April 25, 2012
The very hairs of your head are all numbered. Matthew 10:30
The statistics on national park visitation in 2011 are out. They show that among the National Park Service units (all 397 of them), the Blue Ridge Parkway in Virginia was the most visited. A close second is on the opposite coast, California’s Golden Gate National Recreation Area. Of the 58 units designated as National Parks, Great Smoky Mountains is number one; Grand Canyon is in second place, with nearly 5 million less visitors. An exhaustive list of the numbers for each unit, searchable by location, name and ranking, can be found here.
Behind these figures is recent data showing that “the average visitor to some of the nation’s parks and wilderness areas is getting grayer,” according to an article in USA Today. It’s a worrisome trend. “Without ‘a generation of kids who have had good experiences with national parks, then in a very short amount of time, we may not have enough people who care about [them] to keep them going,’ says John Hayes of the Dunes Learning Center at Indiana Dunes National Lakeshore.”
Reaching out to young people in a variety of ways is a priority of the Park Service. Disney is even getting in on the act, awarding the National Park Foundation $500,000 to help connect kids and families to nature through the parks. The money will go specifically to the foundation’s “Ticket to Ride” and “America’s Best Idea” programs, which provide transportation to and support community projects in the parks.
As you might know, there’s a book in the Bible called Numbers. It’s part of the Pentateuch, or Torah, the first five books of the Jewish and Christian scriptures. The Hebrew title is taken from its first verse, and means “in the wilderness,” because most of Numbers records the history of the Israelites in the forty years of wandering in the Sinai wilderness. The Greek translation of the Old Testament entitles the book Numbers, because of the prominence of census figures (in chapters 1-3 and 26). Numbers also contains a well-known and beautiful blessing: “The Lord bless you, and keep you; the Lord make His face shine on you, and be gracious to you; the Lord lift up His countenance on you, and give you peace” (6:24-26).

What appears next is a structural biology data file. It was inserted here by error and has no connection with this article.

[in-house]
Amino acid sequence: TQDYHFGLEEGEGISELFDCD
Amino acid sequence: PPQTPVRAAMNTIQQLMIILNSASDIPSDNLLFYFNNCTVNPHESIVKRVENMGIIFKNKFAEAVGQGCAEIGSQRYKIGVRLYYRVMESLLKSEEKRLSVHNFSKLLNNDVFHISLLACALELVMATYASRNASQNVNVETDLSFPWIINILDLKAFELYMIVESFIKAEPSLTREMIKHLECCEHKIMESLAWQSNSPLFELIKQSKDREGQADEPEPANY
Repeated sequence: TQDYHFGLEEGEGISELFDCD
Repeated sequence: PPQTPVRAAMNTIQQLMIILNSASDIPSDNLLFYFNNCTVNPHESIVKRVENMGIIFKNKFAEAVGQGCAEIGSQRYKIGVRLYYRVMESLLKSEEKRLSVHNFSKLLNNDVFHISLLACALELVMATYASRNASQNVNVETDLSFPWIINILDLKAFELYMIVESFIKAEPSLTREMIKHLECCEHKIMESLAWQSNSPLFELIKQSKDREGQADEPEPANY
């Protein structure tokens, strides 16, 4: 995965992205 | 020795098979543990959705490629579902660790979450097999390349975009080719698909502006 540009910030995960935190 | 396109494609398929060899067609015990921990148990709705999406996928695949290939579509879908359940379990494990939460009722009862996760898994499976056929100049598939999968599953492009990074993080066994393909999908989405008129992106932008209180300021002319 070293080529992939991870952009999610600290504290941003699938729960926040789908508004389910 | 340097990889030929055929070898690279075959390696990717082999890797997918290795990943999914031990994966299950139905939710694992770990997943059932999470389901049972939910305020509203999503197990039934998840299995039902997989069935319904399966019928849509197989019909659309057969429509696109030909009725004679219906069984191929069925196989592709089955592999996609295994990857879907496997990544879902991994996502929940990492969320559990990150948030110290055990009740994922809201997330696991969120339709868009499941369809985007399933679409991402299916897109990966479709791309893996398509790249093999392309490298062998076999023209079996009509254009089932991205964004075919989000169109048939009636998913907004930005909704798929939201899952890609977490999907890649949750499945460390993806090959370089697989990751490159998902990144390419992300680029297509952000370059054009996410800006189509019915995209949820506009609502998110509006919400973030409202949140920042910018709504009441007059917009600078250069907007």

Numbers was written at the same time as the book of Exodus, with the same author—Moses. It was he who brought the Hebrews out of Egypt after 430 years of bondage (Exodus 3-14), planning to lead them to the land God had set aside for them (Exodus 3:8, Genesis 13:14-17).
Unfortunately, once they crossed the Red Sea into the desert region between Egypt and Palestine, they forsook gratitude and began complaining. “Would that we had died by the Lord’s hand in the land of Egypt, when we sat by pots of meat, when we ate bread to the full; for you [Moses] have brought us out into this wilderness to kill us” (Exodus 16:3). They forgot that the God who miraculously made a way for them to escape slavery was more than able to provide them with food, water and anything else they needed as they traveled toward the Promised Land.
Things got so bad that finally the Lord decreed, “Surely you shall not come into the land in which I swore to you…Your children, however…I will bring them in, and they shall know the land which you have rejected. But as for you, your corpses shall fall in this wilderness. And your sons shall be shepherds for forty years in the wilderness, and they shall suffer for your unfaithfulness” (Numbers 14:30-33). Only two men who remained faithful—Caleb and Joshua—survived to enter the land.
Life holds plenty of wildernesses, but God has vowed He will help us through them (John 16:33). “Be strong and courageous,” Moses encouraged the people, “do not be afraid or tremble, for the Lord your God is the one who goes with you. He will not fail or forsake you” (Deuteronomy 31:6). That same message is repeated over and over again throughout Scripture (Joshua 11:6-9, 1 Chronicles 28:20, Hebrews 13:5, among other verses).
The God who knows us so well that He keeps track of every hair on our head is certainly big enough to handle anything that happens to us.
I’m “counting” on that!